Next spring, you want your lawn to be beautiful, so lush and pristine that the neighbors turn green for sheer envy. To achieve the immaculate, healthy lawn of your dreams, you need to start right now, with some essential fall lawn care steps. Find out how to prep for a successful spring so all the nearby homes and businesses will have lawn envy.
Continue Cutting Your Grass
Don't quit mowing just because the weather is getting chilly. Keep regularly cutting your lawn to the 2.5-3-inch height until the first hard frost occurs.
Regular trimming keeps the grass aerated, active, and healthy. The mower moves air through the grass blades, ensuring that it doesn't become matted and overly moist, prone to fungi.
Be careful not to cut the grass shorter than 2.5 inches. If you do, the grass won't be tall enough to adequately protect its root system from the coming cold.
Rake and Remove Those Leaves
Letting dead leaves sit on your lawn for more than a couple days at a time can do irreparable damage to your grass. The carpet of leaves, though it may look festive and fallish, prevents air and sunlight from reaching your lawn. The leaves also trap moisture underneath, encouraging rot, mold, and other nasty things.
Keep raking those leaves every day or every other day. It's a lot of work, but it's worth the effort if you want a healthy carpet of grass instead of a soggy, dead mat.
Aerate the Soil
If you plan to fertilize in the fall, aerate your lawn first. This process involves punching tiny holes into the soil. Loosening the soil in this way helps to combat the development of overly compacted soil or too-thick thatch.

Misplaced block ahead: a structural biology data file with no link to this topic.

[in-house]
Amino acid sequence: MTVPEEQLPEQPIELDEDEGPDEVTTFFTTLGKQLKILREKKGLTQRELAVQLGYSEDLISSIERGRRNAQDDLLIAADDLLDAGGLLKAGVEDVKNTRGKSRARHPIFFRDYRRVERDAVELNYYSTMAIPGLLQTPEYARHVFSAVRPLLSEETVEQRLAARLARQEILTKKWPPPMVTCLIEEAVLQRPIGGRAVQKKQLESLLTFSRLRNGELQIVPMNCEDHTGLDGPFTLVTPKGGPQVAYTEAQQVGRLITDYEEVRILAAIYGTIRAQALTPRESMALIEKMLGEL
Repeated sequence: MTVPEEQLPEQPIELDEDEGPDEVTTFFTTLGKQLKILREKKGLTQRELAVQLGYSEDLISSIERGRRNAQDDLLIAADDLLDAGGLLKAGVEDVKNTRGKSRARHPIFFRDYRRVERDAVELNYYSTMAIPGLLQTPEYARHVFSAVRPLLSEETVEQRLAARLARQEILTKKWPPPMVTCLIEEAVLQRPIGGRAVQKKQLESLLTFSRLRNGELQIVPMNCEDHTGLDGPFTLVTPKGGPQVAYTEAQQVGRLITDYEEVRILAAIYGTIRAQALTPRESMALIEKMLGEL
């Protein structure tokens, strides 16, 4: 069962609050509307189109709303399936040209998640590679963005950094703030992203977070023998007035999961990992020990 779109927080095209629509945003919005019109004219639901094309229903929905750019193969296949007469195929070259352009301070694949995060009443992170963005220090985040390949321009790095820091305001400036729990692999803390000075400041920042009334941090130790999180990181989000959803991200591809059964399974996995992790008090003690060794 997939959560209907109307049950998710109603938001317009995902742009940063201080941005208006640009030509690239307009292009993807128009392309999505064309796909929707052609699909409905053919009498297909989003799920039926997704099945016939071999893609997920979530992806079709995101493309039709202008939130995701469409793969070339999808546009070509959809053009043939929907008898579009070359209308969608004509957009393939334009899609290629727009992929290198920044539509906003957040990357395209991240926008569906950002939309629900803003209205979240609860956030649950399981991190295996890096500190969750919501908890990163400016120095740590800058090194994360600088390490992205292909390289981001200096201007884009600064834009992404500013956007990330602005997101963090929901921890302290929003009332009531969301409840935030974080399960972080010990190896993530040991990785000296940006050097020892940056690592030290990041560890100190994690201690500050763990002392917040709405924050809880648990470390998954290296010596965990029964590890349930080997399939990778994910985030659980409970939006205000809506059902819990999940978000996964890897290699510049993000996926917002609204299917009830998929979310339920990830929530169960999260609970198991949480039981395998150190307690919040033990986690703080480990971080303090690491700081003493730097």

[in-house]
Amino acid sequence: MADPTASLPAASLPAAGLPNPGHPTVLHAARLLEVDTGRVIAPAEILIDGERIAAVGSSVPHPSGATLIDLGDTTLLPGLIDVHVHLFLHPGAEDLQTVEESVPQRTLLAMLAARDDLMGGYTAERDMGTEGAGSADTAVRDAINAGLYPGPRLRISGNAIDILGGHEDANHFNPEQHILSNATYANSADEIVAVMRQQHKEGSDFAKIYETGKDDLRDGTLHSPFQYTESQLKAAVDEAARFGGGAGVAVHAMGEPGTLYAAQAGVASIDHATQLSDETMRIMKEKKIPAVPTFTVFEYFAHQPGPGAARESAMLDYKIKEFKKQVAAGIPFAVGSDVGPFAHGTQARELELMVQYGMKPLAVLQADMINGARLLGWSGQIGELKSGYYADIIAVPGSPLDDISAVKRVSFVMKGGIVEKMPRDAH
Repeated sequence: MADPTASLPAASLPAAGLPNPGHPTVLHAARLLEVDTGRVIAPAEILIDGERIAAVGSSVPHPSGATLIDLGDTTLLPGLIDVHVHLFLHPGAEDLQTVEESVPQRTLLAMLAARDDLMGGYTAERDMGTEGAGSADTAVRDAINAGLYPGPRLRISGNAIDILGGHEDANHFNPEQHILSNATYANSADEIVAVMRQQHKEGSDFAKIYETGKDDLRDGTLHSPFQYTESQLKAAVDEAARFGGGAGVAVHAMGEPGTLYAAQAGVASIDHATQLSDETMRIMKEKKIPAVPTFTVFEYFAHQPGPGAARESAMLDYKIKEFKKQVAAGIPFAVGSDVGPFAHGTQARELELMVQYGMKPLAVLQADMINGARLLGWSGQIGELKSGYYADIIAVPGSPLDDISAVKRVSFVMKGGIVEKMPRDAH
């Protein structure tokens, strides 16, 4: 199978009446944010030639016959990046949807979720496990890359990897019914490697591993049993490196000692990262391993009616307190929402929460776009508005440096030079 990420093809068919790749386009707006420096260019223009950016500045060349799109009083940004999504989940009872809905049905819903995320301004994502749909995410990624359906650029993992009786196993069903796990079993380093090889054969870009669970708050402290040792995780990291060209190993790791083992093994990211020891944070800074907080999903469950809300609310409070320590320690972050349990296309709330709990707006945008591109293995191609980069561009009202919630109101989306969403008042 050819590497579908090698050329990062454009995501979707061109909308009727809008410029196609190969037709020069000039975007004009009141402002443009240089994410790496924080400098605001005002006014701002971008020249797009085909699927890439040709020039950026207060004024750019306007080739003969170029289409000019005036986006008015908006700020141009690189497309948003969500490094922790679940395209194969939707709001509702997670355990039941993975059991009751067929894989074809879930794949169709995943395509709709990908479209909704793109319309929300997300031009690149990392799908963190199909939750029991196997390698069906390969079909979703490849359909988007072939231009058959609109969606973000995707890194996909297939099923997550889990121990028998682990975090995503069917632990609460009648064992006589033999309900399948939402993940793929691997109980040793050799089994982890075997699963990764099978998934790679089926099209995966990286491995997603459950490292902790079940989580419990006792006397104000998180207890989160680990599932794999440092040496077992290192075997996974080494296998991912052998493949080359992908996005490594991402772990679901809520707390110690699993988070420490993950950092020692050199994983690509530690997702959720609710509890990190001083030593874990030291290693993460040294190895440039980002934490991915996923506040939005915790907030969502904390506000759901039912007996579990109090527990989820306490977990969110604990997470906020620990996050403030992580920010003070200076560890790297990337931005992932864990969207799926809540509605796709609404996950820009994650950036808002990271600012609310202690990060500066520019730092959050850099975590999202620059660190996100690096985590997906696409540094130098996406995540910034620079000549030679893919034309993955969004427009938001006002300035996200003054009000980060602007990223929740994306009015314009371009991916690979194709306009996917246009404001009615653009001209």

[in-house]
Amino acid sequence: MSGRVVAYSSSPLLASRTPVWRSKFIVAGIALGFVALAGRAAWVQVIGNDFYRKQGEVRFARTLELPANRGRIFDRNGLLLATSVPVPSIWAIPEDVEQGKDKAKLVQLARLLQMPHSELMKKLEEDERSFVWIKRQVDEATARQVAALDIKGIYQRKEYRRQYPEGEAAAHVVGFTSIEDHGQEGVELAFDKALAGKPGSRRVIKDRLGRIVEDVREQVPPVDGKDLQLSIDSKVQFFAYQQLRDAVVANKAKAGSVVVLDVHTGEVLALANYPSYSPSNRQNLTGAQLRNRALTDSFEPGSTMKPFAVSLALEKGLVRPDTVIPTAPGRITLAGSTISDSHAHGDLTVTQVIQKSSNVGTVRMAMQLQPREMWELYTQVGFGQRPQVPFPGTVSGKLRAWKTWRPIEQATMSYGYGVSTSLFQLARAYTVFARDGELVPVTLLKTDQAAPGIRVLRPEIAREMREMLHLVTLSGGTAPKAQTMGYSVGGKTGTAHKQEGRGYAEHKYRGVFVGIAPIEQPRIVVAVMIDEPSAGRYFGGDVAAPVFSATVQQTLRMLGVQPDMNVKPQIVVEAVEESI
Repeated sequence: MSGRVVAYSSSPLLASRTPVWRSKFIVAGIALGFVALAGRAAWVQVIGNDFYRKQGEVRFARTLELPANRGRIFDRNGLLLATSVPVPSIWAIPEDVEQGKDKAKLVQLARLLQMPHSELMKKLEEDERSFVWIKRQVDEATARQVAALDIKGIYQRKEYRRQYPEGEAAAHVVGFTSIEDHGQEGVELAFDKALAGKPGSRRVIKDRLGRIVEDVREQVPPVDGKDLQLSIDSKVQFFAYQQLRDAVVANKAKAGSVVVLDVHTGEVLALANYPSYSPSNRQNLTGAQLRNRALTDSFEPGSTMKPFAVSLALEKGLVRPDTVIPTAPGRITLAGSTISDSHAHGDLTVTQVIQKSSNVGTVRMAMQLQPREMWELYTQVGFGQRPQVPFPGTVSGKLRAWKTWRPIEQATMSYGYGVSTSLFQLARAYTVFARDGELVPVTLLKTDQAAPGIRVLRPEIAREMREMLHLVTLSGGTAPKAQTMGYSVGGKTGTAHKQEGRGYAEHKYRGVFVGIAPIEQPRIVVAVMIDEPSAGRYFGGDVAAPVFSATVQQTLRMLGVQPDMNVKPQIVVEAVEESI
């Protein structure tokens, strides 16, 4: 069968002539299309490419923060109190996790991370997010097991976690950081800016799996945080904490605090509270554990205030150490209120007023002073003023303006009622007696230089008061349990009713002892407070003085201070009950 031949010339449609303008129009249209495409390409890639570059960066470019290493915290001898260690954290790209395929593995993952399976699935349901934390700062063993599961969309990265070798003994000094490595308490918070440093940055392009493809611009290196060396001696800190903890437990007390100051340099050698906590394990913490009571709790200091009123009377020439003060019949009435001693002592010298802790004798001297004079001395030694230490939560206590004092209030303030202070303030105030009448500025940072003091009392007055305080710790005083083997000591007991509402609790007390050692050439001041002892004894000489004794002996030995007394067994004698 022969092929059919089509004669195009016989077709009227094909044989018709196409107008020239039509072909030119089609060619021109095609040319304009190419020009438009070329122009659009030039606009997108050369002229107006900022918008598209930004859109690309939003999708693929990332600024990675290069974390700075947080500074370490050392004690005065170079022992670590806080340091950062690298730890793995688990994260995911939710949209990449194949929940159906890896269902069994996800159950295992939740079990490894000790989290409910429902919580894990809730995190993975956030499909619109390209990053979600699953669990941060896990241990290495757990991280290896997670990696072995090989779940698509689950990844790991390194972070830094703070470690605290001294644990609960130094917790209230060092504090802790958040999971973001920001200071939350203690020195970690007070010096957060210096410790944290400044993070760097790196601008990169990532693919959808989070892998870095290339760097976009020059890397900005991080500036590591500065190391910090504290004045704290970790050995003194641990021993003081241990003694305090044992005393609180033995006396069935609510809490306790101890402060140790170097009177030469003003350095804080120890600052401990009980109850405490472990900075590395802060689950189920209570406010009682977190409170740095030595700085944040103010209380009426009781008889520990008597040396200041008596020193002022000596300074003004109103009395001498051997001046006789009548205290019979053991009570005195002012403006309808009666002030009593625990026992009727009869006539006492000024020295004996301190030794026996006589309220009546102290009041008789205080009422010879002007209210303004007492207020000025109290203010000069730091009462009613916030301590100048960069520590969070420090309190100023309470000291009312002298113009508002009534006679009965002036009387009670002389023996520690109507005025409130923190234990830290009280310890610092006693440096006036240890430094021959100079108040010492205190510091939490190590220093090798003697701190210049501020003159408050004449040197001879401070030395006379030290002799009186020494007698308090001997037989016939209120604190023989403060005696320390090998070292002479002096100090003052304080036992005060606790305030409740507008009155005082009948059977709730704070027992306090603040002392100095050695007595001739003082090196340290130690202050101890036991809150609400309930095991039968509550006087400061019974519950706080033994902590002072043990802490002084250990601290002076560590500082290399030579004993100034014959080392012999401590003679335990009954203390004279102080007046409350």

You can purchase manual aeration tools or electric ones, depending on the size of your lawn and the amount of work you plan to do. Avoid aerating your lawn in the spring, however. If you do it then, you'll only make it easier for weed seeds to get into your lawn and sprout.
Apply the Correct Fertilizer
In late fall, after aerating your lawn, apply a slow-release fertilizer that contains the right balance of nutrients for your soil. If you're not sure what your soil needs, conduct a soil test to find out its strengths and weaknesses, and then select the fertilizer that best complements your existing soil.
For most lawns, potassium is a must. It helps with root growth, defends grass from diseases, and improves drought tolerance. Plus, it can also enhance your lawn's tolerance to frigid temperatures. Be sure to keep a 5-foot buffer along any nearby waterways when you're applying potassium-rich fertilizers, to avoid runoff contamination.
To find out more about improving your lawn's appearance and inciting lawn envy in the neighbors, contact Kurtz Bros., Inc., or visit our website to get the tools, supplies, and seeds you need to succeed with your lawn care plan.